Sun 5 Jan 2014
IRONSIDE (1967-75): 8 seasons, 195 episodes. Regular cast: Raymond Burr (Ironside), Don Galloway (Det. Sgt. Ed Brown), Elizabeth Baur (Officer Fran Belding), and Don Mitchell (Mark Sanger).
If you like your TV crime dramas with complications and the rare out-of-left-field plot twist, these two episodes might fill the bill. One is yet another variation on the “caper” trope, while the other involves the venerable locked room murder theme.
“All Honorable Men.” Season 6, Episode 21 (150th). First broadcast: 8 March 1973. Guest cast: William Daniels, Fred Beir, Johnny Seven, Sandra Smith, Leonard Stone, Henry Beckman, Arthur Batanides, Regis Cordic. Writer: William Douglas Lansford. Director: Russ Mayberry.
A bank manager closes the vault and activates all the security systems; sixty-three hours later, when it’s opened, the floor is littered with safety deposit boxes, some of them having been broken open — but the rest of them and even the stacks of money in the vault lie untouched.
Everything indicates that a handful of thieves tunneled up through the vault of the floor, selectively plundered the richest deposit boxes, and made a subterranean getaway, with a helicopter waiting to take them out of the country. Every bit of forensic evidence (including geological analysis of the sand at the crime scene and aboard the abandoned chopper) points to that inescapable conclusion.
Only that’s not how it went down — nowhere near it — and, although it takes him a while, eventually Ironside figures out what really happened.
Kudos to writer Lansford (1922-2013) for coming up with a nicely gnarly caper scenario (even if he did borrow elements from Doyle’s “The Adventure of the Red-Headed League”), as well as to actor Raymond Burr (1917-93) for pulling off what was clearly a very difficult physical stunt.
“Murder by One.” Season 7, Episode 2 (154th). First broadcast: 20 September 1973. Guest cast: Mary Ure, Clu Gulager, Herb Edelman, Michael Baseleon, Dennis McCarthy, Robert Van Decar. Teleplay: David Vowell and Sy Salkowitz. Story: David Vowell. Director: Alexander Singer.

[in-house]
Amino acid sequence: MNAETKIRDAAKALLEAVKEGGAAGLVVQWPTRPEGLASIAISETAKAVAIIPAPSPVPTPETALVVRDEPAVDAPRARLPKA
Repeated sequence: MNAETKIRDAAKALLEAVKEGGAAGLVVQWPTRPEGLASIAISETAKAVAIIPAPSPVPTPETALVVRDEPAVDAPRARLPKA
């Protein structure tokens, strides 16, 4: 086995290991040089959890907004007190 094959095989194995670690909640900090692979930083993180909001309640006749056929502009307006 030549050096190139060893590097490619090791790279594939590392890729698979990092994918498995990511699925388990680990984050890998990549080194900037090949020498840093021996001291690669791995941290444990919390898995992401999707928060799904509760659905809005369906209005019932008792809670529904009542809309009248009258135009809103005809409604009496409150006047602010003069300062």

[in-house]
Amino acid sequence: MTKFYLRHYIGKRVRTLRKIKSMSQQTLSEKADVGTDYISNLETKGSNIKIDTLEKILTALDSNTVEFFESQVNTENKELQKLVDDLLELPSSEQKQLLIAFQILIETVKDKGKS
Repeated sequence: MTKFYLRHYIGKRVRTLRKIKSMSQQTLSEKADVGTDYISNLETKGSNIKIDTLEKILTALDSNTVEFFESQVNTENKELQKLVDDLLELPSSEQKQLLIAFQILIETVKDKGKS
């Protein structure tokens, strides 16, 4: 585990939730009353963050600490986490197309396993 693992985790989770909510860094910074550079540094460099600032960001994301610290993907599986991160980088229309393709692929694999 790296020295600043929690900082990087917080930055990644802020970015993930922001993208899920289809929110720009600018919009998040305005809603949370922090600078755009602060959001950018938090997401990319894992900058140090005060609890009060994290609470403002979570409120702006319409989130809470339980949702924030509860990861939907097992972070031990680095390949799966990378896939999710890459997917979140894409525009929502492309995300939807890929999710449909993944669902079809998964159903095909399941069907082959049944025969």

An emotionally disturbed young man is found inside a locked room, a fatal gunshot to the head. He had been undergoing psychotherapy after his parents’ divorce, and his therapist can’t be sure he hasn’t missed some warning sign presaging the tragedy. In any event, there seems to be no compelling reason not to assume he committed suicide; a slip of paper with a quotation from A Tale of Two Cities next to the body can reasonably be considered a farewell note.
But when Ironside & Co. hit the scene, several seemingly unrelated bits of evidence turn up: the fact that the gun is found 8 feet 2 inches from the body; the merest trace of a not readily recognizable substance is detected on the door’s dead bolt lock; a large rubber band is found on the floor; $5,000 in hard cash is discovered inside a phonograph album sleeve in the kid’s music collection; the man hoping to marry the young man’s mother has a criminal record and is going under an assumed name; and the “suicide” note itself has a jagged edge that, to Ironside, seems out of character, contrary to the victim’s neat and orderly lifestyle.
Ultimately Ironside will uncover a plot to make a murder look like a suicide but with the real intention of making that suicide look like a murder.
There’s also some more borrowing from Conan Doyle here, in this case “The Problem of Thor Bridge.”